Keeping the above in mind, this paper identifies a distinctively useful institutional function which dignity can play with respect to corporate human rights violations: enhancing a victim’s right to effective remedy under international human rights law.  In this regard, it is contended that human dignity can play a dual role: one involving a legal dimension that relates to the ability by victims to bring claims of wrongdoing and seek reparation; the second involving a moral dimension relating to the substantive reparation itself, whereby an individual whose rights have been violated is able to obtain relief from the wrongdoer.  

The distinction between these two different, but related, spheres is based on the practical consequences that each has under international law. Here, sensitivity to context is essential requiring a recapitulation of the business and human rights predicament, as follows: despite the negative impacts that MNCs can and do have on human rights and the failure by (some) Host States to effectively regulate MNCs’ adverse impacts on human rights, international law currently does not provide for specific corporate human rights obligations thus leaving many victims of corporate human rights abuses without effective remedy. Therefore, the first role of human dignity in enhancing MNC accountability as proposed herein envisions a direct legal function for the concept and is consistent with the clear duty imposed on States by international law to protect human rights.  In other words, this dimension utilizes dignity, as an underlying principle of the international human rights framework, to compel all States to comply with their international duty to protect human rights including by providing access to judicial systems to enable persons whose rights have been violated by MNCs to obtain effective remedy.  

The second leans on the emerging social responsibility of corporations to respect international human rights, as accepted by businesses themselves (albeit under pressure from stakeholders).  In this context, the concept of human dignity is used as an apparatus to propel MNCs to voluntarily reassess their business activities in light of international human rights norms and address their negative impacts, whether or not the State judicial and administrative machinery is effective, thus preserving the fundamental idea that each individual human being is deserving of respect and concern.  The common theme in both these conceptual paths is that a denial of either is implicitly incompatible with the basic idea of the inherent dignity and worth of a human being that currently exists under philosophical, social and legal discourse.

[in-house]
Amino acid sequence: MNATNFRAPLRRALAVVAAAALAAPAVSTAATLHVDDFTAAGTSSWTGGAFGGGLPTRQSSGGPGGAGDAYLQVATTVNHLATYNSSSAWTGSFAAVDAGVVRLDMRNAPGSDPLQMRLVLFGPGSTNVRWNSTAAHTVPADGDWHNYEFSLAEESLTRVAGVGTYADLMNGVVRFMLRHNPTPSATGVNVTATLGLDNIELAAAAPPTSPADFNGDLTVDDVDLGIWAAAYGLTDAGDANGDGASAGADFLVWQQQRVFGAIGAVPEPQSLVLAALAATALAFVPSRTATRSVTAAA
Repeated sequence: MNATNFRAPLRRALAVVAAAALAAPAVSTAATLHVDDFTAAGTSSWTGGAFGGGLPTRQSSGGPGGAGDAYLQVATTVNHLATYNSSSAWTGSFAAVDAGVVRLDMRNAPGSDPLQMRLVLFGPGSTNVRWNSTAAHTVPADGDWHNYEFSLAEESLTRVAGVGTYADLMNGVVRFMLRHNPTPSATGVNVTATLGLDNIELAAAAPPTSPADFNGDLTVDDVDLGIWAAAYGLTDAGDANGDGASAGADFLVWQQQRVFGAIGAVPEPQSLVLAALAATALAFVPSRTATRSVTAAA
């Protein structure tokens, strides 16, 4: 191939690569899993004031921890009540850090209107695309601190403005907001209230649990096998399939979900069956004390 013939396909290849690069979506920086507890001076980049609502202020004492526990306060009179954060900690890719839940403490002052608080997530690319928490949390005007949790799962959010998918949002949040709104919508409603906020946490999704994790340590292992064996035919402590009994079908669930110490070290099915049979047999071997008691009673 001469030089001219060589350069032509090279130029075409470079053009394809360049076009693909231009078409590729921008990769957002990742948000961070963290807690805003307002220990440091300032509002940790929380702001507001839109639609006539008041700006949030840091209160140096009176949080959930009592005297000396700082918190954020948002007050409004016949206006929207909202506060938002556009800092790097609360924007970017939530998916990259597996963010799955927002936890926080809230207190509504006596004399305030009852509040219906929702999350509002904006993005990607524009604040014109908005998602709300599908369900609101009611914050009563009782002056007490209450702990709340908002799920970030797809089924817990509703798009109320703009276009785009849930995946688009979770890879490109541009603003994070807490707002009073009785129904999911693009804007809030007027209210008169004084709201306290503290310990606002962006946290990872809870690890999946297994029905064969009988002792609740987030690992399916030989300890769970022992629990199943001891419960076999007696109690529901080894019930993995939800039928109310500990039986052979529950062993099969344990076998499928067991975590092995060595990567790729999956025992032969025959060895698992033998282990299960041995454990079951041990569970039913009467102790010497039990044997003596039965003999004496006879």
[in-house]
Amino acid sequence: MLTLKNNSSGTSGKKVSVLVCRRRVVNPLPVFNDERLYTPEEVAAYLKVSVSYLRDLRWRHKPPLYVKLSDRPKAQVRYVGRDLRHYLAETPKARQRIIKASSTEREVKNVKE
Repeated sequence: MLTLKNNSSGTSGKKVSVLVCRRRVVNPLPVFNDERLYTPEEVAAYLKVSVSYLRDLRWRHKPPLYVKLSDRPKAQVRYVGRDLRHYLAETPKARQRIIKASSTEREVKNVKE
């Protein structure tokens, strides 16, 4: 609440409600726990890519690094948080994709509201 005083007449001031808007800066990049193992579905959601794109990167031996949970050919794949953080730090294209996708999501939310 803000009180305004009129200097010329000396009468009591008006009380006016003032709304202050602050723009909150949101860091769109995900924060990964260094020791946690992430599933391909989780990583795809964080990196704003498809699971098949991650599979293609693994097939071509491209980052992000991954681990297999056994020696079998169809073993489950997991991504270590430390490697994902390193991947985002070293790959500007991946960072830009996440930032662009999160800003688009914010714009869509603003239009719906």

The major advantage to this dual approach is that it paves the way for critical political consensus concerning the role of international human rights law in ensuring that MNCs respect human rights principles during the course of their business operations.  In other words, dignity can play a significant role politically in smoothing over the different philosophical outlooks and values of States, businesses and human rights organizations and promote the possibility of a concrete global agreement among these differing outlooks to ensure MNC accountability for their transnational human rights violations.  As noted by Schachter, the notion of human dignity “has acquired a resonance that leads it to be invoked widely as a legal and moral ground for protest against degrading and abusive treatment. No other ideal seems so clearly accepted as a universal social good”.  Indeed, the business world seems to be open to this suggestion as affirmed by the Business Leaders Initiative on Human Rights, when it set out to find practical ways of implementing the UDHR within its various business organizations around the world.  

Critics may argue that international human rights law only charges States with being responsible for protecting the rights of those within their jurisdictions.  By implication, so the argument goes, non-State actors, including MNCs, are exempt from human rights accountability at the international level because human rights are currently expressed as belonging to the jurisprudence of States.  However, as McBeth points out: 

... the strong focus on the State in … efforts to secure the rights declared in the UDHR should be viewed as a practical matter for the implementation of the UDHR rights; it should not distract one from the character of the UDHR as an explicit acknowledgement of the existence … of pre-existing human rights that accrue to every human being and derive from human dignity.  

In other words, the protection of human dignity - the need to ensure that the inherent worth of every human being is respected - is not necessarily bonded to the exercise of State power. Human dignity, inextricably linked to human rights, may be violated by any person or entity, including MNCs and as such demands accountability. Moreover, as Clapham asserts, “the strength of the human rights system has always been its ability to adapt to new demands and new non-state actors”.  Thus, it is submitted that human dignity provides us with a sound jurisprudential and legal foundation through which the existing human rights machinery may be reoriented to cope with the new demands for protection from harmful MNC activities.